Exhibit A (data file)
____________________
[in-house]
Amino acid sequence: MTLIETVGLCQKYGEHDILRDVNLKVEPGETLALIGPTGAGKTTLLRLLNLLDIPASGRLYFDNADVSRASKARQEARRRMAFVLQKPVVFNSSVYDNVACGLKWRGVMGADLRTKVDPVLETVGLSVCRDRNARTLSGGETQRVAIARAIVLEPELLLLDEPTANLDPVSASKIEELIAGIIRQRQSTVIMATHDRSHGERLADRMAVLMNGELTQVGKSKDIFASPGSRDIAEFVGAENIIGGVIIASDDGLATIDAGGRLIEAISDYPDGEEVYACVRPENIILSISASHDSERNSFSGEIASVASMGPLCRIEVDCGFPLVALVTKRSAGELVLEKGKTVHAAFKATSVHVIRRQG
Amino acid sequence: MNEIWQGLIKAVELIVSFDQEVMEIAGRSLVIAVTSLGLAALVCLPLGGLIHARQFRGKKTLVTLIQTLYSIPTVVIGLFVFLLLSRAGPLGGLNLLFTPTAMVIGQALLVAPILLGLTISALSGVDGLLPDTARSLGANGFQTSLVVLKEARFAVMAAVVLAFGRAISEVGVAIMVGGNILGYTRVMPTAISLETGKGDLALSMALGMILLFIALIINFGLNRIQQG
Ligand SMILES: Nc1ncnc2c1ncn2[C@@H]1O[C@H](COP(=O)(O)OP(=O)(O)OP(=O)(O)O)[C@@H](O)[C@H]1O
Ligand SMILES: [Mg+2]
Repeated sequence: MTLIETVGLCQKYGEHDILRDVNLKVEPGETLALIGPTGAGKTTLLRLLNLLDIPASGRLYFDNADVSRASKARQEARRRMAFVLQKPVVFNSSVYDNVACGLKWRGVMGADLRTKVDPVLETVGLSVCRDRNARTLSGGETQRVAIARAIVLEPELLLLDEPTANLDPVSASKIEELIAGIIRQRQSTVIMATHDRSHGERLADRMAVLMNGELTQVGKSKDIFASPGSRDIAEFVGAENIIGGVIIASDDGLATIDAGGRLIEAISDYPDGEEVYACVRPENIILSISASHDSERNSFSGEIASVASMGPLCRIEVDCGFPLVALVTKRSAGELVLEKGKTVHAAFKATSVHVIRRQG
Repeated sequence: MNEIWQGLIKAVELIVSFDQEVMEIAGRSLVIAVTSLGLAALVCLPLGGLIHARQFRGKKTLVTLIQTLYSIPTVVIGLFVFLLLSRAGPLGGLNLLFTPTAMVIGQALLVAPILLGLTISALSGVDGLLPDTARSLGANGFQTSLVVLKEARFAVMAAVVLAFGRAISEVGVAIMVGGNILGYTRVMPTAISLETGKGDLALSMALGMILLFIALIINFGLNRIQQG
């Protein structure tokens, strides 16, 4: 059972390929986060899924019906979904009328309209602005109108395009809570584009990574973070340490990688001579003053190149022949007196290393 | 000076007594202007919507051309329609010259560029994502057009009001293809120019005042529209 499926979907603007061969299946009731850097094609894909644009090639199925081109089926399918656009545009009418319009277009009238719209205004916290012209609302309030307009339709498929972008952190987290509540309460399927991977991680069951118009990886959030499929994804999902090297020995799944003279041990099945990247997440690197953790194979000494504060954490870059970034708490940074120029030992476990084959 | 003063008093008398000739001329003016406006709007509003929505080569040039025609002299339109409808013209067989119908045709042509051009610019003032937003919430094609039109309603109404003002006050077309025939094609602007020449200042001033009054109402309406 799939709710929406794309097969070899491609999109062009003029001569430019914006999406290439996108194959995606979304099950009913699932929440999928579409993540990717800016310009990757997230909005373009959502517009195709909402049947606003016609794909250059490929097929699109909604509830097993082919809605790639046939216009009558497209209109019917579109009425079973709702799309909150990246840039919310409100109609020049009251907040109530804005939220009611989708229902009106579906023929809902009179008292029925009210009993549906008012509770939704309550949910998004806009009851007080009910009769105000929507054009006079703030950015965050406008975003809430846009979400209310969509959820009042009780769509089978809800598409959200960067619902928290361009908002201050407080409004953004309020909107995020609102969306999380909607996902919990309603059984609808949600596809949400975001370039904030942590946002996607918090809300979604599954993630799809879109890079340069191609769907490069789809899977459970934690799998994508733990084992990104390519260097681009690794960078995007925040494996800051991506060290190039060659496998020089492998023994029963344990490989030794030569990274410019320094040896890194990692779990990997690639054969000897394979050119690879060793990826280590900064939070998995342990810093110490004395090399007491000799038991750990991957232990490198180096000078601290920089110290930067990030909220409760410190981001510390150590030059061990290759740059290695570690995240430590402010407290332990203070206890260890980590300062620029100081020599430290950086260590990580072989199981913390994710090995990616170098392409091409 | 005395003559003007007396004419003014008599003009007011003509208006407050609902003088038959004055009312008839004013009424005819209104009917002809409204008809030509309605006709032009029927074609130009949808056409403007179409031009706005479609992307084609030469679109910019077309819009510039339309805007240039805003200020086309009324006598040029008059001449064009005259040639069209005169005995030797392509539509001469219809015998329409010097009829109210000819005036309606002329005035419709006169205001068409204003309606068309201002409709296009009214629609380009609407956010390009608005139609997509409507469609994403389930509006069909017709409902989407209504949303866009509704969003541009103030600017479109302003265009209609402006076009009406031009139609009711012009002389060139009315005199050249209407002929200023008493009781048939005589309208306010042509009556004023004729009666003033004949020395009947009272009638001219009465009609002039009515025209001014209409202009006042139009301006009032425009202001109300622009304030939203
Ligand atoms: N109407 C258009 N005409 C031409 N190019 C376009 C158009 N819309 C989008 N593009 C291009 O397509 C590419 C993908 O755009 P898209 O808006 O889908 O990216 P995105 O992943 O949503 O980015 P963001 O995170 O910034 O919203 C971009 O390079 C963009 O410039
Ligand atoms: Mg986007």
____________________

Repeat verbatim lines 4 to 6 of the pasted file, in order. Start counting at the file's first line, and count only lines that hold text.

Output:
Ligand SMILES: Nc1ncnc2c1ncn2[C@@H]1O[C@H](COP(=O)(O)OP(=O)(O)OP(=O)(O)O)[C@@H](O)[C@H]1O
Ligand SMILES: [Mg+2]
Repeated sequence: MTLIETVGLCQKYGEHDILRDVNLKVEPGETLALIGPTGAGKTTLLRLLNLLDIPASGRLYFDNADVSRASKARQEARRRMAFVLQKPVVFNSSVYDNVACGLKWRGVMGADLRTKVDPVLETVGLSVCRDRNARTLSGGETQRVAIARAIVLEPELLLLDEPTANLDPVSASKIEELIAGIIRQRQSTVIMATHDRSHGERLADRMAVLMNGELTQVGKSKDIFASPGSRDIAEFVGAENIIGGVIIASDDGLATIDAGGRLIEAISDYPDGEEVYACVRPENIILSISASHDSERNSFSGEIASVASMGPLCRIEVDCGFPLVALVTKRSAGELVLEKGKTVHAAFKATSVHVIRRQG